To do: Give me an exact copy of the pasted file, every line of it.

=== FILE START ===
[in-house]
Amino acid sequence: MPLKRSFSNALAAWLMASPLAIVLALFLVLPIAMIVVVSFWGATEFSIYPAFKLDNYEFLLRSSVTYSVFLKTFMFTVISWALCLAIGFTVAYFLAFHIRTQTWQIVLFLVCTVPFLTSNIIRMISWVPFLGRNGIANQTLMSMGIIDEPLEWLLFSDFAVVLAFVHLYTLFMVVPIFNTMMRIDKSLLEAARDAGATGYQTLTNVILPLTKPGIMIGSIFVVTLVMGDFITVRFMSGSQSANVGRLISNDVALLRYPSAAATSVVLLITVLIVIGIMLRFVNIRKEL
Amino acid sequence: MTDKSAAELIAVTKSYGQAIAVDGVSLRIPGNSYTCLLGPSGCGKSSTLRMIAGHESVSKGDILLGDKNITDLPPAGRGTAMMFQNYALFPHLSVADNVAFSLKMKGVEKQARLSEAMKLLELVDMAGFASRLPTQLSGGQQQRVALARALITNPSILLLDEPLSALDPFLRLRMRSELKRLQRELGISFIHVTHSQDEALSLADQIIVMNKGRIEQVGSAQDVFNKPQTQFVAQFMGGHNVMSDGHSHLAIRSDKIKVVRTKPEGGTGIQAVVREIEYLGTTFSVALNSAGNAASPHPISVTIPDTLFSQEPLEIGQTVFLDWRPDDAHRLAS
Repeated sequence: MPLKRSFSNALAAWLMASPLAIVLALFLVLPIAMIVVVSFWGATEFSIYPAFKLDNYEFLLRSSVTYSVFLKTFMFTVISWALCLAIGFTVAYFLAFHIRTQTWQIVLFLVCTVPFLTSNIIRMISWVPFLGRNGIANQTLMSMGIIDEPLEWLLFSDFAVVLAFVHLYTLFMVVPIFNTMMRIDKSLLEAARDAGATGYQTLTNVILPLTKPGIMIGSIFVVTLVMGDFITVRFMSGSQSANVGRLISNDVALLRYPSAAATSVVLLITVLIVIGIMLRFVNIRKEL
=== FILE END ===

[in-house]
Amino acid sequence: MPLKRSFSNALAAWLMASPLAIVLALFLVLPIAMIVVVSFWGATEFSIYPAFKLDNYEFLLRSSVTYSVFLKTFMFTVISWALCLAIGFTVAYFLAFHIRTQTWQIVLFLVCTVPFLTSNIIRMISWVPFLGRNGIANQTLMSMGIIDEPLEWLLFSDFAVVLAFVHLYTLFMVVPIFNTMMRIDKSLLEAARDAGATGYQTLTNVILPLTKPGIMIGSIFVVTLVMGDFITVRFMSGSQSANVGRLISNDVALLRYPSAAATSVVLLITVLIVIGIMLRFVNIRKEL
Amino acid sequence: MTDKSAAELIAVTKSYGQAIAVDGVSLRIPGNSYTCLLGPSGCGKSSTLRMIAGHESVSKGDILLGDKNITDLPPAGRGTAMMFQNYALFPHLSVADNVAFSLKMKGVEKQARLSEAMKLLELVDMAGFASRLPTQLSGGQQQRVALARALITNPSILLLDEPLSALDPFLRLRMRSELKRLQRELGISFIHVTHSQDEALSLADQIIVMNKGRIEQVGSAQDVFNKPQTQFVAQFMGGHNVMSDGHSHLAIRSDKIKVVRTKPEGGTGIQAVVREIEYLGTTFSVALNSAGNAASPHPISVTIPDTLFSQEPLEIGQTVFLDWRPDDAHRLAS
Repeated sequence: MPLKRSFSNALAAWLMASPLAIVLALFLVLPIAMIVVVSFWGATEFSIYPAFKLDNYEFLLRSSVTYSVFLKTFMFTVISWALCLAIGFTVAYFLAFHIRTQTWQIVLFLVCTVPFLTSNIIRMISWVPFLGRNGIANQTLMSMGIIDEPLEWLLFSDFAVVLAFVHLYTLFMVVPIFNTMMRIDKSLLEAARDAGATGYQTLTNVILPLTKPGIMIGSIFVVTLVMGDFITVRFMSGSQSANVGRLISNDVALLRYPSAAATSVVLLITVLIVIGIMLRFVNIRKEL